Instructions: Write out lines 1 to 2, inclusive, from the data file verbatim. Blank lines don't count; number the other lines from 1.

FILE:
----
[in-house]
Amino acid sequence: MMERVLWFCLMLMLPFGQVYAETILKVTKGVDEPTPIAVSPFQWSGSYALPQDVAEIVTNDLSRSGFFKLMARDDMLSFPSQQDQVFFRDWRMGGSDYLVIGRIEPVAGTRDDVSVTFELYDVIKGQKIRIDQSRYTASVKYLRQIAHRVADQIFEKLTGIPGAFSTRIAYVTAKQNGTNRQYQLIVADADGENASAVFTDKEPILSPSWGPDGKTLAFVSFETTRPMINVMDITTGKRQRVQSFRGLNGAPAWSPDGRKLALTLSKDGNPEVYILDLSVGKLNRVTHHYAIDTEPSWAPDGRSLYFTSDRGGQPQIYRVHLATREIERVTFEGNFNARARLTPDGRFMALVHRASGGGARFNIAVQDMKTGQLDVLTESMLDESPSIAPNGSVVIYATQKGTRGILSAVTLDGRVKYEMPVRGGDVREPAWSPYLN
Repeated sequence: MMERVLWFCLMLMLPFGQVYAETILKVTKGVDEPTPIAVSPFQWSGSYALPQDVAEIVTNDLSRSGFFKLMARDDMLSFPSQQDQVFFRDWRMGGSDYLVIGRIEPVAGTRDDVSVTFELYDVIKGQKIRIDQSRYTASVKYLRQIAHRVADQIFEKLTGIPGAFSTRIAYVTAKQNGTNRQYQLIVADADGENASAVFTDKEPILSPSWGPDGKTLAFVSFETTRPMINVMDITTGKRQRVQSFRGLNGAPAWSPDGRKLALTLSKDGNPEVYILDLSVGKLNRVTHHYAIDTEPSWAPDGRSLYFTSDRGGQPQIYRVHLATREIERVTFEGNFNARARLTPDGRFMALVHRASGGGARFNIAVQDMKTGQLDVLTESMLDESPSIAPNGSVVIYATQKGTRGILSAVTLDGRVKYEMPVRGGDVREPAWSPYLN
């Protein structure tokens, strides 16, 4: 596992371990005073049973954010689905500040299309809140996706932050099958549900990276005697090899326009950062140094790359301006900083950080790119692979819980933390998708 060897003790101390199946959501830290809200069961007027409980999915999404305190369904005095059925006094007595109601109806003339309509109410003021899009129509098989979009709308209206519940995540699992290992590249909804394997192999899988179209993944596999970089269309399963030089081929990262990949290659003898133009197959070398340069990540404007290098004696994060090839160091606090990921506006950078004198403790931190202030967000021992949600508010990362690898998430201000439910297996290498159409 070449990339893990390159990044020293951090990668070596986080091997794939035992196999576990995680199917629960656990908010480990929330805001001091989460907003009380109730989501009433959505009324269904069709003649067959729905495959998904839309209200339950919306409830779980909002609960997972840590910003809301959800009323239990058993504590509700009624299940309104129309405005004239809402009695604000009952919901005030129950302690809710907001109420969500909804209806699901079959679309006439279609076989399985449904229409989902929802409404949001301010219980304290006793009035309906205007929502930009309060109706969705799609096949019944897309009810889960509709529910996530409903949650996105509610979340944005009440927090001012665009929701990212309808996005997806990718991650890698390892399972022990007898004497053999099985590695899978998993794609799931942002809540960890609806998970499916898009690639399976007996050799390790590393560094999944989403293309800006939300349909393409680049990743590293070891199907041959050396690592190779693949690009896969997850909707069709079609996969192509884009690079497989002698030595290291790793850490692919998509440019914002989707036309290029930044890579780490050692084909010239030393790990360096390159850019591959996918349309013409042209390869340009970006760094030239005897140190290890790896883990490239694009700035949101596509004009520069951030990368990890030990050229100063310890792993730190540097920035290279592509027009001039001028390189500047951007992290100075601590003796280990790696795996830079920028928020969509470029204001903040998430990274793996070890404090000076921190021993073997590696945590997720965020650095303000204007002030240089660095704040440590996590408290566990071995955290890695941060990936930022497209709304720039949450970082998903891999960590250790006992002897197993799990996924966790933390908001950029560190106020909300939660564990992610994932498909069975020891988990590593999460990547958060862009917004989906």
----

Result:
[in-house]
Amino acid sequence: MMERVLWFCLMLMLPFGQVYAETILKVTKGVDEPTPIAVSPFQWSGSYALPQDVAEIVTNDLSRSGFFKLMARDDMLSFPSQQDQVFFRDWRMGGSDYLVIGRIEPVAGTRDDVSVTFELYDVIKGQKIRIDQSRYTASVKYLRQIAHRVADQIFEKLTGIPGAFSTRIAYVTAKQNGTNRQYQLIVADADGENASAVFTDKEPILSPSWGPDGKTLAFVSFETTRPMINVMDITTGKRQRVQSFRGLNGAPAWSPDGRKLALTLSKDGNPEVYILDLSVGKLNRVTHHYAIDTEPSWAPDGRSLYFTSDRGGQPQIYRVHLATREIERVTFEGNFNARARLTPDGRFMALVHRASGGGARFNIAVQDMKTGQLDVLTESMLDESPSIAPNGSVVIYATQKGTRGILSAVTLDGRVKYEMPVRGGDVREPAWSPYLN